USA Radio
Murfreesboro, Arkansas

The Crater of Diamonds

Search for diamonds and other precious gems (and keep them)


It’s no guaranteed get-rich-quick scheme, but a few people have struck it lucky at the Crater of Diamonds, the only place in the world where the public can search for diamonds where they naturally occur—and keep them. Fabulous finds include the Strawn-Wagner Diamond, the most perfect diamond ever certified by the American Gem Society and on permanent display at the Visitor Centre. Unearthed in 1990 by local resident Shirley Strawn, the 1.09-carat diamond (3.03 in the rough) was valued at $37,000 (about £24,000) when it was cut.

Diamonds (and 40 other rocks, minerals, and semi-precious stones like jasper, amethyst and garnet) can be found in this 37-acre ploughed field because of movements in the Earth’s plates. About 95 million years ago a crack in the Earth’s crust allowed a plume of hot magma to escape, creating a ‘volcanic pipe’ that brought diamonds to the surface. It is the world’s eighth-largest diamond-bearing deposit in surface area.

Geologists noticed the peridotite soil in the 19th century, but not until 1906 were the first diamonds found by John Huddleston, a local farmer. The site was mined in the early years, but proved more valuable as a tourist attraction, starting in 1949. Since Arkansas purchased the land in 1972 to develop it as a state park, more than 25,000 diamonds have been found here.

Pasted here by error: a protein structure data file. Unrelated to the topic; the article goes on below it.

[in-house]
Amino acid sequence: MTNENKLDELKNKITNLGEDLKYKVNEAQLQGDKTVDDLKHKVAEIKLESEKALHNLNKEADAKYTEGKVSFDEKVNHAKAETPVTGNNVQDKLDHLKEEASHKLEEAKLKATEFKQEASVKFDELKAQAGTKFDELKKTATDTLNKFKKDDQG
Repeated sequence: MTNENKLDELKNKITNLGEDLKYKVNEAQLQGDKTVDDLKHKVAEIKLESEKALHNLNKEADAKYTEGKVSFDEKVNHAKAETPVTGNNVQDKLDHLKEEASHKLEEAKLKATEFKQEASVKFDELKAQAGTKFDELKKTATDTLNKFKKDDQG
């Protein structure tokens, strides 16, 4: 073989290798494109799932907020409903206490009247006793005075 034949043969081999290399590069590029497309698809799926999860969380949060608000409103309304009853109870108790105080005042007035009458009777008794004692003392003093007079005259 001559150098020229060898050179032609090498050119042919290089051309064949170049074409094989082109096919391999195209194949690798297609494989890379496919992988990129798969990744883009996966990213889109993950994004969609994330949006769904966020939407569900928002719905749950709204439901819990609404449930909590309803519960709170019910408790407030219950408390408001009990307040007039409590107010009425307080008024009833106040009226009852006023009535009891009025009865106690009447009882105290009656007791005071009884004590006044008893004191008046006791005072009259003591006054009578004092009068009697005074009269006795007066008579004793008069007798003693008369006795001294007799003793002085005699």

There are three ways to look for diamonds. After a good hard rain, just walking back and forth and keeping your eyes peeled can work. Serious rock hounds dig deep trenches and follow a painstaking process called sluicing. But most rookie visitors just dig around in the first six inches of soil (you can bring your own trowels and screens or rent them at the Visitor Centre) and pray for beginner’s luck. It helps to know what you’re looking for: a small polished stone, translucent but not necessarily clear, with a metallic lustre and a slightly oily feel. The Diamond Discovery Center offers digging tips and free rock identification, and will weigh and certify your diamonds. An average of two diamonds a day is found (you generally will hear lots of whooping when that happens).

The largest diamond ever found in America came out of the Crater of Diamonds, a monster white diamond called ‘Uncle Sam’, found in 1924. It was 40.23 carats (12.42 carats after being cut). The 15.33-carat ‘Star of Arkansas’ wasn’t bad pickings either. Although most of the diamonds unearthed here are about the size of a paper match head—so small they would not be cut—that shouldn’t stop you from dreaming.

Topics: Arkansas, Southeast

This trip idea can be found in:

1,000 Places to See in the United States & Canada Before You Die®

Trip idea text ©Patricia Schultz. For contact information about the places mentioned and many more USA trip ideas, see Patricia Schultz's blockbuster book.

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